Tuesday, January 5, 2010

Tentative 2010 Goals

(1) Max out 401ks - $33,000
(2) Max out IRAs - $10,000
(3) Prepay mortgage - $1200
(4) Add to baby fund (carry over from 2009) - $3500
(5) Add to emergency fund (carry over from 2009) - $7000
(6) House/Furniture fund (carry over from 2009) - $3000

Total $57,700

We are setting the bar a little lower this year, since we fell short last year and since I'm still working with a 7% pay cut in 2010. We have yet to finish our 2010 spending plan so our savings goals may be adjusted after we complete same.

Monday, January 4, 2010

Glass Half Full?

Good news to start of 2010.

The 10% pay cut that my company imposed on all employees back in July 2009, has been reduced, at least for me, to a 7% pay cut as of January 15th pay check. I can't really call this a pay raise since I'm just getting back 3% of my salary, but I'll take it and add it back into the salary column as we work on our 2010 spending plan.

Friday, January 1, 2010

New Year, New You, New Plan

Happy New Year!!

Since it is that time of year, let's talk New Year's resolutions. Do you make them? Do you keep them?

I'm more of a goal gal, goals are easier for me to track, and easier to restart if I fall off the wagon. So, we are working on our financial goals which I will post soon. I also want to keep better records and keep my records better organized - since our IRS audit is coming up soon, this one is top of the list. We also want to have a 2010 baby and so we'll continue to add to our baby fund and we'll also work on health/fitness and probably visit some doctors early this year.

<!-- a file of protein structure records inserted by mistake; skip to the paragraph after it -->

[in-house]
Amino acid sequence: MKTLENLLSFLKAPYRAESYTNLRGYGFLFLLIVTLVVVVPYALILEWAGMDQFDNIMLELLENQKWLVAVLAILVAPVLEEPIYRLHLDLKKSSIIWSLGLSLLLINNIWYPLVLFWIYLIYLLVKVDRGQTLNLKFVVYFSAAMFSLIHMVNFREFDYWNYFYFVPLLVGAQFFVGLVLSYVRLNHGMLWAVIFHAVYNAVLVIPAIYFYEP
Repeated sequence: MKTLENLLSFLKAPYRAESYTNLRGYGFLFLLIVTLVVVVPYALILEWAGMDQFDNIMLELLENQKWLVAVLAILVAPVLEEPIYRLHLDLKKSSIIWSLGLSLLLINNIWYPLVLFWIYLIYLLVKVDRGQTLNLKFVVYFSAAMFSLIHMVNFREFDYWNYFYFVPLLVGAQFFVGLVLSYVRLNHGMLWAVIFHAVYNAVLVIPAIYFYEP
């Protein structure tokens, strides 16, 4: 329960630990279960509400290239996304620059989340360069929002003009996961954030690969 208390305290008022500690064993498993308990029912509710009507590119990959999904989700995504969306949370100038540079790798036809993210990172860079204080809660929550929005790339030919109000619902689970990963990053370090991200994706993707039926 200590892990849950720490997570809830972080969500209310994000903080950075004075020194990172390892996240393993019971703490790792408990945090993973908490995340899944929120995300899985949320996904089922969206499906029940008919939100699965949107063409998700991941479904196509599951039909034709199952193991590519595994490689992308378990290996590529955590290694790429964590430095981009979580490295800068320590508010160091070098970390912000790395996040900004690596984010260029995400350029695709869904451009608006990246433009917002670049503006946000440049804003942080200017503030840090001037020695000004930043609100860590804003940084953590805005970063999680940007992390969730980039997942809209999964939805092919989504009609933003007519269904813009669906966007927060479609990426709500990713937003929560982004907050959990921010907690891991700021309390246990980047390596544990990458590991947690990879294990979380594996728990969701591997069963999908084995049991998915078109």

Being debt free is a super awesome goal. We resolved to get debt free in late December 2006 and started working our plan on January 1, 2007, we were debt free as of January 15, 2008. And we've been debt free, except for our mortgage (and our investment property mortgages and small business expenses we like to put on our 0% Home Depot credit card), ever since. It is wonderful not to have credit card bills, car payments, student loan payments, etc. and not having to service debt frees up money for savings and investments.

What are your plans for 2010?